Republicans pledge to stop all legislation, unless their benefactors can benefit • Nevada Current

Last month, Sen. Roger Marshall (R-KS) pledged to block all legislation brought to the Senate floor, except, of course, for the Credit Card Competition Act, a giveaway to some of the largest corporations in the world.

The CCCA will allow large retailers like Amazon and Walmart to pad their bottom line by slashing interchange fees – the cost of processing a transaction – on credit cards. The idea is that by lowering those fees, corporations can pass on those savings to consumers, however, we all know after four years of corporate price gouging disguised as inflation that those savings are unlikely to make it back to you. The truth is this bill is a billion-dollar giveaway to big box retailers that will cost consumers billions of dollars in increased credit card fees and lost rewards.

We know that this bill won’t lower costs for consumers. When Congress implemented a similar policy to cap debit card interchange fees in 2010, consumers did not see any savings even though large retailers did. Nearly all retailers either kept prices the same or even raised them, according to a study from the Federal Reserve Bank of Richmond. As a result, mega retailers have been able to rake in more than $100 billion, and counting, while consumers did not pocket any savings.

I am also worried this bill will harm Nevada’s tourism industry, which depends on consumers who use their travel rewards points to book flights and stay in our local hotels. About 1 in 3 Americans have travel rewards cards and in 2022 alone, more than 800,000 tourists used their rewards to visit our state. They generated an economic impact of more than $1.16 billion here in Nevada, according to Airlines for America. That is money spent supporting our countless small businesses, dining in our local restaurants, and contributing to our overall economy.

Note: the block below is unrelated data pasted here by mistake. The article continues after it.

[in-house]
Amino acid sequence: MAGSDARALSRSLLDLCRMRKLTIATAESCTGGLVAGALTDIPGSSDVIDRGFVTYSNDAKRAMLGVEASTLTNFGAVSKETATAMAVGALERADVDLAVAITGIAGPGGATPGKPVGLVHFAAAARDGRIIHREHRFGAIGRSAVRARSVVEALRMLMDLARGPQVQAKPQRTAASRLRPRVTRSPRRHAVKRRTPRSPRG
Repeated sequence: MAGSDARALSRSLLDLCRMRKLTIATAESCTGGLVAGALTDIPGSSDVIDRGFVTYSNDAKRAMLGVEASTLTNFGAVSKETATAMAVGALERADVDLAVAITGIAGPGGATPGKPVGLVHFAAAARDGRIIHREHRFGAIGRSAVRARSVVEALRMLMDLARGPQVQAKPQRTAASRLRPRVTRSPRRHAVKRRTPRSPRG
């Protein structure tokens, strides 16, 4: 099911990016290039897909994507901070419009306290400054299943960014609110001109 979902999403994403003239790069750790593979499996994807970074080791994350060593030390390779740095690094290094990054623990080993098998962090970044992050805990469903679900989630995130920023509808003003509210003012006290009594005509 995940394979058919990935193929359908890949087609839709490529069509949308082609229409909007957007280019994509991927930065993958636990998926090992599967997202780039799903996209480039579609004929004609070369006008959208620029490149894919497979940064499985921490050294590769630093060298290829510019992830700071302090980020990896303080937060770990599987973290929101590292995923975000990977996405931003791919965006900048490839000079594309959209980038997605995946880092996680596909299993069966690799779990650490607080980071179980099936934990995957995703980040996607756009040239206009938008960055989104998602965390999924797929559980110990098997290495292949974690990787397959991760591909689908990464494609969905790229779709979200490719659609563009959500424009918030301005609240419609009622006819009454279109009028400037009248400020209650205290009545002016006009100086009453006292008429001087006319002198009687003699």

Unfortunately, if this bill becomes law, consumers in Nevada and all over the country can say goodbye to rewards programs as they know them, since these are funded by the existing interchange system. Once banks and credit unions start seeing major interchange revenue drops, cash-back rewards, hotel points, airline miles, and other perks tourists use to visit Nevada will either be significantly cut back or eliminated altogether. Any change that will decimate rewards programs, increase credit card fees, and make travel more expensive will directly hurt Nevada’s bustling tourism industry and the small businesses that rely on it to stay afloat.

We can also learn from countries who have already made this mistake. When the Australian Reserve Bank implemented a similar policy on their credit cards just a few years ago, Australian consumers saw the value of their rewards points plummet by nearly 25%. They also lost access to no-fee credit cards and now pay hundreds of dollars in credit card fees every year. We can expect Nevadans to pay more in credit card fees and for their rewards points to plummet in value if this legislation passes.

Moreover, a study conducted by the University of Miami shows the country’s five largest retailers – Amazon, Walmart, Home Depot, Costco, and Kroger – are expected to pocket $1.2 billion from this bill. It’s no wonder why they’re lobbying Congress to pass it. Just like with the Durbin Amendment, Nevada consumers are not expected to see a dime of these savings.

Republican Sen. Roger Marshall is intent on making the Senate nonfunctional by blocking all bills – unless of course there is a way to benefit multi-billion-dollar mega-retailers. With the annual National Defense Authorization Act, multiple funding measures, and other must-pass pieces of legislation on the horizon, he is going to have plenty of opportunities to try and jam this through. We can’t let him win.

For the sake of Nevada consumers and our state’s tourism economy, I urge Nevada’s Congressional delegation to shut down this lobbyist handout to mega retailers.

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